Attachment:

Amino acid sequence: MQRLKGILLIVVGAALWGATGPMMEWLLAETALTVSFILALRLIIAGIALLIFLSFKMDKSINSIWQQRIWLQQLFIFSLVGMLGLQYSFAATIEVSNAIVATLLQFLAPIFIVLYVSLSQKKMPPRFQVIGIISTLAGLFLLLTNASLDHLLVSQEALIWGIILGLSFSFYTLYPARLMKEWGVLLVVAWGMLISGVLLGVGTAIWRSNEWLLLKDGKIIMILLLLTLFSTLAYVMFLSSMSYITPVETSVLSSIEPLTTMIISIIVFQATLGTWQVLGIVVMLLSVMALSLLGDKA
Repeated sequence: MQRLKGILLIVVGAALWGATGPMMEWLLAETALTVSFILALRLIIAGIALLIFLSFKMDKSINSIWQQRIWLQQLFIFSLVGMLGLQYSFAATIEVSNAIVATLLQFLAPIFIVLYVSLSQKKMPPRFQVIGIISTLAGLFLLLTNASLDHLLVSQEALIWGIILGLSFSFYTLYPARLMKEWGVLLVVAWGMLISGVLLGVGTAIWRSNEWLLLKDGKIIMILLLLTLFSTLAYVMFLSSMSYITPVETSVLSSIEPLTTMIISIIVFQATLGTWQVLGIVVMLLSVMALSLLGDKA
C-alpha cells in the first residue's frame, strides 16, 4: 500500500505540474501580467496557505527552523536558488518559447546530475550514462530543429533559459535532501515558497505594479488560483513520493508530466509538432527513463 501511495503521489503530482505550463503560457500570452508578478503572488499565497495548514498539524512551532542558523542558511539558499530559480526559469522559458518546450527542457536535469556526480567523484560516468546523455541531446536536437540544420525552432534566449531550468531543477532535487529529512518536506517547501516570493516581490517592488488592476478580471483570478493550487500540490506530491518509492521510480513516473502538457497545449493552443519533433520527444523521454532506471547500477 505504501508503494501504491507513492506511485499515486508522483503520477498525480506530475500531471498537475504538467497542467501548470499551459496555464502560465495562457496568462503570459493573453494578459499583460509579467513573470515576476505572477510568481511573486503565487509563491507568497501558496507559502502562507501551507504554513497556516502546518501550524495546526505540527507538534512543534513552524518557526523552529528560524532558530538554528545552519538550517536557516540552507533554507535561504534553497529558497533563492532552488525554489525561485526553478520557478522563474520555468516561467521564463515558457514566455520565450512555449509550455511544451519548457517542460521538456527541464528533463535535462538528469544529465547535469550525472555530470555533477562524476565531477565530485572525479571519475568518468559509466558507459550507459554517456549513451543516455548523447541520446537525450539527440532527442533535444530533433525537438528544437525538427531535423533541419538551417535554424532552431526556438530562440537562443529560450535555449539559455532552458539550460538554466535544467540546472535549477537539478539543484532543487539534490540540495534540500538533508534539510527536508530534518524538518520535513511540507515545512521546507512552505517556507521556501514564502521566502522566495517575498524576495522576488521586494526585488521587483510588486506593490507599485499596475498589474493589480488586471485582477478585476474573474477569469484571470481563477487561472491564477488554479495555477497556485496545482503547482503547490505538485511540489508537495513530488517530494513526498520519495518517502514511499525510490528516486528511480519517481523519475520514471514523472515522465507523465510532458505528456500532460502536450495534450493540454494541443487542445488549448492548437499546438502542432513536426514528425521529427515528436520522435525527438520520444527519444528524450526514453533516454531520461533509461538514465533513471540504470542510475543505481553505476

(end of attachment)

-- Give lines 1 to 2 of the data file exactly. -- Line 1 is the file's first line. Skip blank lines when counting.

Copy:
Amino acid sequence: MQRLKGILLIVVGAALWGATGPMMEWLLAETALTVSFILALRLIIAGIALLIFLSFKMDKSINSIWQQRIWLQQLFIFSLVGMLGLQYSFAATIEVSNAIVATLLQFLAPIFIVLYVSLSQKKMPPRFQVIGIISTLAGLFLLLTNASLDHLLVSQEALIWGIILGLSFSFYTLYPARLMKEWGVLLVVAWGMLISGVLLGVGTAIWRSNEWLLLKDGKIIMILLLLTLFSTLAYVMFLSSMSYITPVETSVLSSIEPLTTMIISIIVFQATLGTWQVLGIVVMLLSVMALSLLGDKA
Repeated sequence: MQRLKGILLIVVGAALWGATGPMMEWLLAETALTVSFILALRLIIAGIALLIFLSFKMDKSINSIWQQRIWLQQLFIFSLVGMLGLQYSFAATIEVSNAIVATLLQFLAPIFIVLYVSLSQKKMPPRFQVIGIISTLAGLFLLLTNASLDHLLVSQEALIWGIILGLSFSFYTLYPARLMKEWGVLLVVAWGMLISGVLLGVGTAIWRSNEWLLLKDGKIIMILLLLTLFSTLAYVMFLSSMSYITPVETSVLSSIEPLTTMIISIIVFQATLGTWQVLGIVVMLLSVMALSLLGDKA